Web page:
Can a Minor Sue for Personal Injury?
A minor does not have the legal capacity to file a lawsuit on their own. As a result, they are required to have a representative file on their behalf. In Texas, this representative is called a ‘next of friend.’ A next of friend is simply a person who has been chosen to stand in the shoes of the minor and pursuing claims on their behalf. Typically, the next of friend is a parent, legal guardian, or relative of the child. The role of the next of friend is to act in the best interest of the minor and prosecute their rights.
The Legal Proceedings
The litigation process is the same for minors as it is for adults except that the representative of the child makes the decisions as to how to prosecute the claim with the personal injury attorney they have retained to bring the claim. That representative may appear for depositions or testify in court as necessary. The minor may be permitted and/or required to testify if the Court deems the child is of sufficient mental capacity to understand the oath witnesses must take.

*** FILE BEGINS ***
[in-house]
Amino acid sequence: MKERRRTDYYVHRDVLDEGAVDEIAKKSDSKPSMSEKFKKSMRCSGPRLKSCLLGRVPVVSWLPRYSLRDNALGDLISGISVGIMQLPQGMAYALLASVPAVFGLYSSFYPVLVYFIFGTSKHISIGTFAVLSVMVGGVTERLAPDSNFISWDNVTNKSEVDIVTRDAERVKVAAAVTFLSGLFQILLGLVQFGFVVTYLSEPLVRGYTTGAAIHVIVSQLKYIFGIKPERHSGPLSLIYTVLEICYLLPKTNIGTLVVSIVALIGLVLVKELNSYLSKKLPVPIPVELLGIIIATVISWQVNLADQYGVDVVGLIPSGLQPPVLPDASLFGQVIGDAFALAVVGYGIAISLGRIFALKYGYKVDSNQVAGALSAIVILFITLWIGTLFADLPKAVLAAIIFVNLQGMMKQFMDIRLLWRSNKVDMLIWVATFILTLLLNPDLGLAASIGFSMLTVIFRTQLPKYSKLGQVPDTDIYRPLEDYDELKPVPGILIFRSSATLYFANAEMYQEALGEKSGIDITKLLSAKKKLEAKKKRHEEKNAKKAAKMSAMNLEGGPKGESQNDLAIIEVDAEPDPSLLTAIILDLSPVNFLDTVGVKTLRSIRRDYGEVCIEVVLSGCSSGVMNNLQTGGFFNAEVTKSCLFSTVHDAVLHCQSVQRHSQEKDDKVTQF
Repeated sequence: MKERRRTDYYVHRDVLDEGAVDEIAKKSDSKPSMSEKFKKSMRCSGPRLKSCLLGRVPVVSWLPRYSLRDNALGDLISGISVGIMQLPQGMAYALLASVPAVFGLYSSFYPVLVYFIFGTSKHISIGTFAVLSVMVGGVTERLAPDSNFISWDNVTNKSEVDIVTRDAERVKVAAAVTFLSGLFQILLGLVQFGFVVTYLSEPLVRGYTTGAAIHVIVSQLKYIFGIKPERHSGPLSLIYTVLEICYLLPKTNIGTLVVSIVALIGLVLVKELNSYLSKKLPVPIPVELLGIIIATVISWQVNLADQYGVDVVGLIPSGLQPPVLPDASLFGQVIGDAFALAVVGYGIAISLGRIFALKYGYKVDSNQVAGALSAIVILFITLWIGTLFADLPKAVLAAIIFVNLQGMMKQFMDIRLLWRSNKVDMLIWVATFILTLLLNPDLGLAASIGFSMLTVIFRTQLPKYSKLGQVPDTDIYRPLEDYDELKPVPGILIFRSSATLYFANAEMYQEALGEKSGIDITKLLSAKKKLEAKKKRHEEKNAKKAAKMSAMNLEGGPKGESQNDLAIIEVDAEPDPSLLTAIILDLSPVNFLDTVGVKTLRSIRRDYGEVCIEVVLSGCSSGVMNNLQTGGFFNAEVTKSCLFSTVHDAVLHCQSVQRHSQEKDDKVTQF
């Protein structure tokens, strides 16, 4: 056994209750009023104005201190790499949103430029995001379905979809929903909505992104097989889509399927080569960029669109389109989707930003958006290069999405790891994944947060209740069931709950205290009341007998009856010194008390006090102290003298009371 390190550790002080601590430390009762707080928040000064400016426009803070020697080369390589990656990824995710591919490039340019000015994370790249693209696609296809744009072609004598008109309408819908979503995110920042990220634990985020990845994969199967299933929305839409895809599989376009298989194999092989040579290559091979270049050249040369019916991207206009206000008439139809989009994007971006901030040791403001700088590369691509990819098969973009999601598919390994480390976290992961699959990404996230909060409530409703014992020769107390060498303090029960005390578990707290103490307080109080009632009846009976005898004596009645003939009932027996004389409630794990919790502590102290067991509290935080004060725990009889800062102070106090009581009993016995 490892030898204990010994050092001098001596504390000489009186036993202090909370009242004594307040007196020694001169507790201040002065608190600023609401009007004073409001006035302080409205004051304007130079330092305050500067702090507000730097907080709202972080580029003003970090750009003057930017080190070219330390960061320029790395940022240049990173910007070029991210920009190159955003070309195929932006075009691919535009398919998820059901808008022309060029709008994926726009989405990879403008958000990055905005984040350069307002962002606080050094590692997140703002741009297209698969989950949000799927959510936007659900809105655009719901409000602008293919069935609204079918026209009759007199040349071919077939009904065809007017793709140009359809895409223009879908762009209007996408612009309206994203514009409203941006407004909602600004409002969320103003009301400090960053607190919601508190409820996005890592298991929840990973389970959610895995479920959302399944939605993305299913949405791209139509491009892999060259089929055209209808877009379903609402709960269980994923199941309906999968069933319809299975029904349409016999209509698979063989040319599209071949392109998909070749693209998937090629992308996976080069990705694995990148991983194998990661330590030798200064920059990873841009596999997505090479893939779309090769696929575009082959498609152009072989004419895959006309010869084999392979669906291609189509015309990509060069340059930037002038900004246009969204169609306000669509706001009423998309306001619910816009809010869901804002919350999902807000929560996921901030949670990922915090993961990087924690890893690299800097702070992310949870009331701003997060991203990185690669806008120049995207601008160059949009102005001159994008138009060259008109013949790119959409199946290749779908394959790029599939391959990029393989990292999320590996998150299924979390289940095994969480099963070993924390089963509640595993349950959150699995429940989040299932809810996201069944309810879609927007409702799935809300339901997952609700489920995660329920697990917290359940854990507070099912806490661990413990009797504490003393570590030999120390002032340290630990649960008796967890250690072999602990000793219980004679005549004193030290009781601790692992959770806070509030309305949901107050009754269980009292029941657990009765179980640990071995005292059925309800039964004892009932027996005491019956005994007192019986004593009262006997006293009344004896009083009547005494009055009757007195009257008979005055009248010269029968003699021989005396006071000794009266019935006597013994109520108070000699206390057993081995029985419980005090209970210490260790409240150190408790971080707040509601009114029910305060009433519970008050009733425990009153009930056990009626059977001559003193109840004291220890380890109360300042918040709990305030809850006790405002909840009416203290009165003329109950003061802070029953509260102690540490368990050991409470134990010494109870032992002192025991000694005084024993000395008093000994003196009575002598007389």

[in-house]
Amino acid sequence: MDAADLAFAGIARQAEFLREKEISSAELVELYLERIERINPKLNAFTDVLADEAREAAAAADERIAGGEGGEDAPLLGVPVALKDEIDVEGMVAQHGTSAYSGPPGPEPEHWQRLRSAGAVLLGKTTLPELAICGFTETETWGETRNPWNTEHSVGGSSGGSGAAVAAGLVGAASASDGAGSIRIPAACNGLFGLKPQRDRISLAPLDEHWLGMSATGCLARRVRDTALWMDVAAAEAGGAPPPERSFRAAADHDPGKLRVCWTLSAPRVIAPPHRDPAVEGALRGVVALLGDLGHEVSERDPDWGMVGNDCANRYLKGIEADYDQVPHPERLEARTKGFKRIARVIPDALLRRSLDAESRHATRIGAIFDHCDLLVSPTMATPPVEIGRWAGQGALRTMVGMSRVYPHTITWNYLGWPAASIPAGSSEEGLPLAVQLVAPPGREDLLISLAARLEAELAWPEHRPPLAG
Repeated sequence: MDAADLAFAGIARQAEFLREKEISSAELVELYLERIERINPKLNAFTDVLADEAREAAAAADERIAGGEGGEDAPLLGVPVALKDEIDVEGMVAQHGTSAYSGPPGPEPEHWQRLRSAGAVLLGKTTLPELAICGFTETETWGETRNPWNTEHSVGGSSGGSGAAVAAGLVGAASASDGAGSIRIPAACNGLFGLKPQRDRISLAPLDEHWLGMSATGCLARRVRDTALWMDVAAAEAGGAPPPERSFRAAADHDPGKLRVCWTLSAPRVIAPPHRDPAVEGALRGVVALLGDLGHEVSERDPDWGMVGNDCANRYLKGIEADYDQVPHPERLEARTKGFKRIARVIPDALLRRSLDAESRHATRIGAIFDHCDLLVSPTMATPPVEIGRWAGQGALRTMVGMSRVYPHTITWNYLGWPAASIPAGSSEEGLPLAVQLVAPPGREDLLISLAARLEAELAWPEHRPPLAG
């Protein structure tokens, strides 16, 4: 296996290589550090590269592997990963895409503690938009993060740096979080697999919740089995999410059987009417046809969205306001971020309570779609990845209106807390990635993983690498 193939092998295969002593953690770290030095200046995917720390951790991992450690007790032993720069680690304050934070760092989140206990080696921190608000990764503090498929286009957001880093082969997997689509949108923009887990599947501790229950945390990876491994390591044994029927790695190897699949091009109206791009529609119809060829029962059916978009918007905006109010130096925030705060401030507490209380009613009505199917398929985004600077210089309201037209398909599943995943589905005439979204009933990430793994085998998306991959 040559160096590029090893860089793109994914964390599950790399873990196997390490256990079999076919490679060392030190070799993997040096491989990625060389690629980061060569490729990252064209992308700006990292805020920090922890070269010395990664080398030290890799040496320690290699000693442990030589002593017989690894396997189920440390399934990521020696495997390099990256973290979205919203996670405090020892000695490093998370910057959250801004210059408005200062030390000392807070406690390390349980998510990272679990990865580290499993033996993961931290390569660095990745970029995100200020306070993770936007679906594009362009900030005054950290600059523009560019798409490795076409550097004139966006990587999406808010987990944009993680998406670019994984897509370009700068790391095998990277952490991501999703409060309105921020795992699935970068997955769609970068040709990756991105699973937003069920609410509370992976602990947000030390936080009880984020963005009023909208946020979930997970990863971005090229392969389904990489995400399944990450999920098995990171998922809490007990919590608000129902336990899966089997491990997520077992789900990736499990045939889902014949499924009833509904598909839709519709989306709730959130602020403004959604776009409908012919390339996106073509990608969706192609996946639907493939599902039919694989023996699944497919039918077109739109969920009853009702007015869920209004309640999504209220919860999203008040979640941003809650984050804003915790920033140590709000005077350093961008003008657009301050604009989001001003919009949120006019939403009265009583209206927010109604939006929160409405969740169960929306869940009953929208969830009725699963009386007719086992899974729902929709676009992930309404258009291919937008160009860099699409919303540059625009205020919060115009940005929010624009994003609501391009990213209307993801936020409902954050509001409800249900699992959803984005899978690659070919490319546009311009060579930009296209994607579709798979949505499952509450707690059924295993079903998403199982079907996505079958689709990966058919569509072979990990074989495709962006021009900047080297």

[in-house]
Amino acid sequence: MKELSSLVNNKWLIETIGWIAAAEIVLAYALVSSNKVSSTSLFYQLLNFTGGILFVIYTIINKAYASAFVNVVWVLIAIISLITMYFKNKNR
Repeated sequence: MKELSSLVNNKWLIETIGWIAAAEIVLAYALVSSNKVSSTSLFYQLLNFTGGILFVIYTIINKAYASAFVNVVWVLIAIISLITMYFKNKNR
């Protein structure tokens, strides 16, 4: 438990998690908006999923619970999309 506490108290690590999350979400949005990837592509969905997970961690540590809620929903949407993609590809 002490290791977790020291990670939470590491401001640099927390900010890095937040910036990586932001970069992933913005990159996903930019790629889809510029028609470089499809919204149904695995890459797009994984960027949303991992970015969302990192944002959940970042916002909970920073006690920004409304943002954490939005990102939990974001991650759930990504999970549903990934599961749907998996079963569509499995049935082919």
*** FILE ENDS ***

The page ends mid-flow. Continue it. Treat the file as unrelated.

What Happens When a Minor’s Lawsuit Settles?
If the case reaches a settlement, the court will appoint a guardian ad litem to act as an independent evaluator of the case and help make decisions as to what to do with the settlement proceeds. The guardian ad litem will communicate directly with the attorney, the next of friend, and the minor is necessary to see that the needs of the minor are met. Once the guardian ad litem is satisfied that the settlement plans are in the best interest of the minor, he/she will set up a minor settlement hearing in order to seek the court’s approval of the settlement. The minor is generally not able to receive any funds until he/she reaches the age of majority (18).